Foible to Foot-breadth

Foible, the intriguing lady’s-maid of lady Wishfort, and married to Waitwell (lackey of Edward Mirabell). She interlards her remarks with “says he,” “he says says he,” “she says says she,” etc.—Congreve: The Way of the World (1700).

Foigard (Father), one of a gang of thieves. He pretends to be a French priest, but “his French shows him to be English, and his English shows him to be Irish.”—Farquhar: The Beaux’ Stratagem (1705).

Foker (Henry), son of lady Foker. He marries Blanche Amory.—Thackeray: Pendennis (1850).

Folair, a pantomimist at the Portsmouth Theatre, under the management of Mr. Vincent Crummles.—Dickens: Nicholas Nickleby (1838).

Foldath, general of the Fir-bolg or Belgæ in the south of Ireland. In the epic called Temora, Cathmor is the “lo rd of Atha,” and Foldath is his general. He is a good specimen of the savage chieftain: bold and daring, but presumptuous, overbearing, and cruel. “His stride is haughty, and his red eye rolls in wrath.” Foldath looks with scorn on Hidalla, a humane and gentle officer in the same army, for his delight is strife, and he exults over the fallen. In counsel Foldath is imperious, and contemptuous to those who differ from him. Unrelenting in revenge; and even when he falls with his death-wound, dealt by Fillan the son of Fingal, he feels a sort of pleasure that his ghost would hover in the blast, and exult over the graves of his enemies. Foldath had one child, a daughter, the blue-eyed Dardu-Lena, the last of the race.—Ossian: Temora.

Folio (Tom), Thomas Rawlinson, a bibliopolist, who flourished about 1681–1725.—The Tatler.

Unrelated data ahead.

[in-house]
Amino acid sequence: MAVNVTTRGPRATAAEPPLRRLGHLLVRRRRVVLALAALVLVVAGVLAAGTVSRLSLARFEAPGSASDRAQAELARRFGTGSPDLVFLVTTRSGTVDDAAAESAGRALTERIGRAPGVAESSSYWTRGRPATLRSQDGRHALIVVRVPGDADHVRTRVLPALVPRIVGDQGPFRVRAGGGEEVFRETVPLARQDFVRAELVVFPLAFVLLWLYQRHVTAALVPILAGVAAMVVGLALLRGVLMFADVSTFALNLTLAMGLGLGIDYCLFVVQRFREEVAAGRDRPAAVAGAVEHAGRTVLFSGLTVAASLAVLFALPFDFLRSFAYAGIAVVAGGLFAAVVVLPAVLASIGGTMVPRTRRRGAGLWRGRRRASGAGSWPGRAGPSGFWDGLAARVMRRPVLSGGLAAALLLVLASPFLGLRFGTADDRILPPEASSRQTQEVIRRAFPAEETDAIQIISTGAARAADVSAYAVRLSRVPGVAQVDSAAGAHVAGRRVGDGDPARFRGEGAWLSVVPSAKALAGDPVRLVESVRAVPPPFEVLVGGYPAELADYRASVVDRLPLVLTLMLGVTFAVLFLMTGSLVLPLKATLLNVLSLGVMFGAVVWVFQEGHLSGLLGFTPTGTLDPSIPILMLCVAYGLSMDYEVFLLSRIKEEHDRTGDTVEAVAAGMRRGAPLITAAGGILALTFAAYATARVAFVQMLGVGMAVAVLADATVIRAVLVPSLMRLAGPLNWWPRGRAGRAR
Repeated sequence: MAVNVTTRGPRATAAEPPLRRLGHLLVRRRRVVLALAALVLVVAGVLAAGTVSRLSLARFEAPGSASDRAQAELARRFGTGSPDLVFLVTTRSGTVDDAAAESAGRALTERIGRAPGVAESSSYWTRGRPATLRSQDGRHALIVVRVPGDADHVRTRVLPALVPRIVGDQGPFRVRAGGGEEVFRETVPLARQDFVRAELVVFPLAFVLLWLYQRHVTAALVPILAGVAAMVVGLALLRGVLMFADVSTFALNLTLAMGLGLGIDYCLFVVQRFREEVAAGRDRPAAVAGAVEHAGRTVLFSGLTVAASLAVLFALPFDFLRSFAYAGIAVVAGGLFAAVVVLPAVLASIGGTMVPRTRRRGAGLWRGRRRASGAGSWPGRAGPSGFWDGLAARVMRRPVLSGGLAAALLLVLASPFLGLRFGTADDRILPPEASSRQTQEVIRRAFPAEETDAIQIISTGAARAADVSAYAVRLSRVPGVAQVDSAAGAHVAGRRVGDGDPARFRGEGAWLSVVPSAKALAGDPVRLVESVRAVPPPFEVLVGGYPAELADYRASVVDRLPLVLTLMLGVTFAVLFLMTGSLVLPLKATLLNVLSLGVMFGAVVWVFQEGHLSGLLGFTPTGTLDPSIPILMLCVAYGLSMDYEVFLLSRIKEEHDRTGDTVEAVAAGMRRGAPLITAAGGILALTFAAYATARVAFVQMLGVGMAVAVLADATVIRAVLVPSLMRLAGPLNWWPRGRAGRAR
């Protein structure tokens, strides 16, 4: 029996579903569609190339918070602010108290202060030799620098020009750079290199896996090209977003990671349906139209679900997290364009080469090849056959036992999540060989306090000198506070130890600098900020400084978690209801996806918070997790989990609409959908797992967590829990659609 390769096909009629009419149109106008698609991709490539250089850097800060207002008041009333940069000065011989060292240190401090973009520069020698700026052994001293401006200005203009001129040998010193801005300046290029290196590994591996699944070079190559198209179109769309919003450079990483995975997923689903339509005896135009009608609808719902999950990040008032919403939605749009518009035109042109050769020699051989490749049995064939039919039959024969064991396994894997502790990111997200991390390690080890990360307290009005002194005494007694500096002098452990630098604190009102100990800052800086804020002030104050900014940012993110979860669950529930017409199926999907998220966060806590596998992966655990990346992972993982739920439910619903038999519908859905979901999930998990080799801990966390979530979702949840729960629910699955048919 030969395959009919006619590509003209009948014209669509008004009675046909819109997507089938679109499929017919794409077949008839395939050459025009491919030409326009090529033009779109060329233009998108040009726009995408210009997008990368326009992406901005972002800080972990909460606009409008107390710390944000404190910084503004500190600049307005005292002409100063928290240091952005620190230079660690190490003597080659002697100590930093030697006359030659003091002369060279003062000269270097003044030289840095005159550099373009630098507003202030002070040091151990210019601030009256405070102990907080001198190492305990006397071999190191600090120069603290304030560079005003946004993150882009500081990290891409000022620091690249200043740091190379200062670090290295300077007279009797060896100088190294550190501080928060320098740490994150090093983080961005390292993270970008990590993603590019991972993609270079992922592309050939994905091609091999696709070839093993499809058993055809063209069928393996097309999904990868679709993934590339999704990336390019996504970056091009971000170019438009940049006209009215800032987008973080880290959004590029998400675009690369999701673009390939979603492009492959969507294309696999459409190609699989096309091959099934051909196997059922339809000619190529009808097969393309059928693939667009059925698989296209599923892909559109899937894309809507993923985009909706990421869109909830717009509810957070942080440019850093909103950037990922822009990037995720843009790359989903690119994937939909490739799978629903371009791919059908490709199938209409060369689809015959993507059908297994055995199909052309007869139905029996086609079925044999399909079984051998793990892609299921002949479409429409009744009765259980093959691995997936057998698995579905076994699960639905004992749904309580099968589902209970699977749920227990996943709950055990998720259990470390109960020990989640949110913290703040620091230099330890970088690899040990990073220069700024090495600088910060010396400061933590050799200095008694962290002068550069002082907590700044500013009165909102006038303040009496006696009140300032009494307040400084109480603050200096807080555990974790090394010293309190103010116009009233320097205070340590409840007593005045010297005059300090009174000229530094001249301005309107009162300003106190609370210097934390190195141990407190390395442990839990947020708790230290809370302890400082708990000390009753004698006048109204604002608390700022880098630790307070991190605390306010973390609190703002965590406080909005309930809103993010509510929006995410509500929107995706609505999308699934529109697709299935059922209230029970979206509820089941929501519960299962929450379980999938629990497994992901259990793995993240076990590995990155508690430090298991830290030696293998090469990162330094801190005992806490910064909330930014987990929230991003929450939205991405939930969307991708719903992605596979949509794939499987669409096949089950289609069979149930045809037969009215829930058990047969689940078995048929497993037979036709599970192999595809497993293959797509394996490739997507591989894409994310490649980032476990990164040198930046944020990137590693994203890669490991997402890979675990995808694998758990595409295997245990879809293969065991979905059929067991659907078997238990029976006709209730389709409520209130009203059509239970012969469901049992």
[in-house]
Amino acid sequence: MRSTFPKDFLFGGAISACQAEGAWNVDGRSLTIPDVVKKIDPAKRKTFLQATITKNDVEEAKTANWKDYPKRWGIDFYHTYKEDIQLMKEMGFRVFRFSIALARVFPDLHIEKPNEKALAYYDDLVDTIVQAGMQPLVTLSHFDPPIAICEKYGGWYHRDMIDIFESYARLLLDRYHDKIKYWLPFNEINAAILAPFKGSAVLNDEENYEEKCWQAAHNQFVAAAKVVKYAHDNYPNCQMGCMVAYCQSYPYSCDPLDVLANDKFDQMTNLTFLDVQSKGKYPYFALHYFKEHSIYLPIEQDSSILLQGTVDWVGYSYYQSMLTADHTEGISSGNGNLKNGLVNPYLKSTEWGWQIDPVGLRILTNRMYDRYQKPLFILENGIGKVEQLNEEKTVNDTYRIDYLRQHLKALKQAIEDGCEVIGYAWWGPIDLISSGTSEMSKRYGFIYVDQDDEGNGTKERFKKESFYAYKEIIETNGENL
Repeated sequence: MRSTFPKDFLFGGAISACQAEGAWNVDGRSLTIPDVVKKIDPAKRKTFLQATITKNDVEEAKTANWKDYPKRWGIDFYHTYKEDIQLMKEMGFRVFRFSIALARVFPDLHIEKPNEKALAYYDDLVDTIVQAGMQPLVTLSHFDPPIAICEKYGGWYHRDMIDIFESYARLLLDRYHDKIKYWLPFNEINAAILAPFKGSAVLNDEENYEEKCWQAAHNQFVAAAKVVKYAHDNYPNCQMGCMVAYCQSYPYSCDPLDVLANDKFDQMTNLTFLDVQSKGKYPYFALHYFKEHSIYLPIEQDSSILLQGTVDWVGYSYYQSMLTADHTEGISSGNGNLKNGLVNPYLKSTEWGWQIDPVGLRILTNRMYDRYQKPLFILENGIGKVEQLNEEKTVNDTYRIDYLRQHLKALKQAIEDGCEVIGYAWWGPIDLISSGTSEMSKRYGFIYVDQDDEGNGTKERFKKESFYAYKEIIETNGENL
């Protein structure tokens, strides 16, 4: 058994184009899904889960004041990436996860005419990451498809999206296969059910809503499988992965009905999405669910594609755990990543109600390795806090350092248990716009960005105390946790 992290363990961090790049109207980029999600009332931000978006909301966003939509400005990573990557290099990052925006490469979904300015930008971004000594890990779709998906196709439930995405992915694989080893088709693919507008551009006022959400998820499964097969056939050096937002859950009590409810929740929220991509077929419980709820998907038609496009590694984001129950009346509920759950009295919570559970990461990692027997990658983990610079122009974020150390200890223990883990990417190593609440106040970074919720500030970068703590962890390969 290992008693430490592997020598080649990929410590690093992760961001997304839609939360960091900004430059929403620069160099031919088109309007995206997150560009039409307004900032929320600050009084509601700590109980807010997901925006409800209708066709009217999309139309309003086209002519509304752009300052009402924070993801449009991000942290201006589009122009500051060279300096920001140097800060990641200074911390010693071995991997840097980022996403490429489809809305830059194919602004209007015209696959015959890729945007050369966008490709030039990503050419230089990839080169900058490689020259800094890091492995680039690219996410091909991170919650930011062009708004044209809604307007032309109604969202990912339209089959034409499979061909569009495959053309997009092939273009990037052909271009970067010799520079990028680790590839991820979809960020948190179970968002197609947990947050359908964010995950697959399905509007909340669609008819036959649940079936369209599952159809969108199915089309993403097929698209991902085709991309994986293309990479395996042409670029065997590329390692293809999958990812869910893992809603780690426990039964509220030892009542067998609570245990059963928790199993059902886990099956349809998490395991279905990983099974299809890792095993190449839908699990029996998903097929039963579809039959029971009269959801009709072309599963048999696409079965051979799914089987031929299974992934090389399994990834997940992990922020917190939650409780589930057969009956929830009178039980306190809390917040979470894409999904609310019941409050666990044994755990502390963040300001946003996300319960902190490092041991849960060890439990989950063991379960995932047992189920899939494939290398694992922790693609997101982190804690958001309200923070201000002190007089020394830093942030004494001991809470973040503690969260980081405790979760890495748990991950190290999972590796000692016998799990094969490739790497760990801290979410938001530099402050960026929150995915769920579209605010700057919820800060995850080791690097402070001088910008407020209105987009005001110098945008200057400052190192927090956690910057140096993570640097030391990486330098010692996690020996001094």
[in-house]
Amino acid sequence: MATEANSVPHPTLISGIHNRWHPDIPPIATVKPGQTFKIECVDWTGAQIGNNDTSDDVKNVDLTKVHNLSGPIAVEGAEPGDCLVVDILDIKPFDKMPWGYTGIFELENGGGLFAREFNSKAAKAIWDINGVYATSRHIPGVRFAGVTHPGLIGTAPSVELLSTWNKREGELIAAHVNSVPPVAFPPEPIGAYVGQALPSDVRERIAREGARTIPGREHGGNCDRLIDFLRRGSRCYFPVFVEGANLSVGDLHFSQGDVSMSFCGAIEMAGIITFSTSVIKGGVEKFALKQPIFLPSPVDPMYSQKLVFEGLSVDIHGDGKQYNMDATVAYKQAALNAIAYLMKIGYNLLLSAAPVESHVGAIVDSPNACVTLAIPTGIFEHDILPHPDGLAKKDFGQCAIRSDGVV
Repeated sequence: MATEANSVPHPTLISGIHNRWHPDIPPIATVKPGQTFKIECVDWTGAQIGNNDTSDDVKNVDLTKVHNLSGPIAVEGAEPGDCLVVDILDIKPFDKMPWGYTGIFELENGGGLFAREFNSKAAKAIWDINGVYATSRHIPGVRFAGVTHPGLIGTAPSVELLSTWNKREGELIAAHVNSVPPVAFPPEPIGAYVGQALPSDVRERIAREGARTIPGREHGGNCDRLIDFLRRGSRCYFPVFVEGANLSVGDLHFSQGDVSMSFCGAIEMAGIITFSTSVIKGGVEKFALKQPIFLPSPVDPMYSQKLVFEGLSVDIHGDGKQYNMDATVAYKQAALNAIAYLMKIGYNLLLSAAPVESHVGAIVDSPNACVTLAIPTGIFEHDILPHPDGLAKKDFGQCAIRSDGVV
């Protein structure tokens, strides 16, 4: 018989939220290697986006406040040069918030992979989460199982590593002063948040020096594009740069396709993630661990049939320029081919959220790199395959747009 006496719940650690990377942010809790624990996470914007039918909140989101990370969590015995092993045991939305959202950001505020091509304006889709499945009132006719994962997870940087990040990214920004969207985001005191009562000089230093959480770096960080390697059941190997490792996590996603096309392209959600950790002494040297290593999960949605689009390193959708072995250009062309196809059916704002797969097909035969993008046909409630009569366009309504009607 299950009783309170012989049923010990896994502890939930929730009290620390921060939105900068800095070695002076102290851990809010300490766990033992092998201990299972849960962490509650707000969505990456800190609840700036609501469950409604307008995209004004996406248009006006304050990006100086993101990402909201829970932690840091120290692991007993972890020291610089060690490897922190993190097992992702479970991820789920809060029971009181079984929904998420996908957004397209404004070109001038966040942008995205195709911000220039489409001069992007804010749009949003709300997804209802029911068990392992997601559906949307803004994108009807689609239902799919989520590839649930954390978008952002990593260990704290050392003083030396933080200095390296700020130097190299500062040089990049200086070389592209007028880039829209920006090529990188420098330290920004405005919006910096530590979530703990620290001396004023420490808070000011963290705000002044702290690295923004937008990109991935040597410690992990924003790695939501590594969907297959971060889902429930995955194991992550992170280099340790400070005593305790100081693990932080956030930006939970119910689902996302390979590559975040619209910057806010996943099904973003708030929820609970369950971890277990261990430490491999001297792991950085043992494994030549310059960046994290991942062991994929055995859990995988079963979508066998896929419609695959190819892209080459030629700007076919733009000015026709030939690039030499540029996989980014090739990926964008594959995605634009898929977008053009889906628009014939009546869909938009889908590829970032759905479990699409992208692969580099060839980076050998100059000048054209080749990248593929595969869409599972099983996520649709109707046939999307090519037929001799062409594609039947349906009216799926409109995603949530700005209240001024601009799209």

Fondlewife, an uxorious banker.—Congreve: The Old Bachelor (1693).

When Mrs. Jefferson [1733–1776] was asked in what characters she excelled the most, she innocently replied, “In old men, like ‘Fondlewife’ and ‘sir Jealous Traffic,”—T. Davies.

(“Sir Jealous Traffic” is in The Busy Body, by Mrs. Centlivre.)

Fondlove (Sir William), a vain old baronet of 60, who fancies himself a schoolboy, capable of playing boyish games, dancing, or doing anything that young men do. “How marvellously I wear! What signs of age have I? I’m certainly a wonder for my age. I walk as well as ever. Do I stoop? Observe the hollow of my back. As now I stand, so stood I when a child, a rosy, chubby boy. My arm is firm as ’twas at 20. Oak, oak, isn’t it? Think you my leg is shrunk?—not in the calf a little? When others waste, ’tis growing-time with me. Vigour, sir, vigour, in every joint. Could run, could leap. Why shouldn’t I marry?” So thought sir William of sir William, and he married the Widow Green, a buxom dame of 40 summers.—Knowles: The Love-Chase (1837).

Fontainebleau (Decree of), an edict passed by Napoleon I., ordering all English goods wherever found to be ruthlessly burnt (October 18, 1810).

Fontarabia, now called Fuenterabia (in Latin Fons rapidus), near the gulf of Gascony. Here Charlemagne and all his chivalry fell by the sword of the “Spanish Saracens.”—Mariana.

Mezeray says that the rear of the king’s army being cut off, Charlemagne returned and obtained a brilliant revenge.

Fool (A Royal). James I. of Great Britain was called by Sully of France “The Most Learned Fool in Christendom” (1566–1625).

Fool (The), in Shakespeare’s King Lear, a wise counsellor in disguised idiotcy.

Fool (The), in the ancient morrisdance, represented the court jester. He carried in his hand a yellow bauble, and wore on his head a hood with ass’s ears, the top of the hood rising into the form of a cock’s

  By PanEris using Melati.

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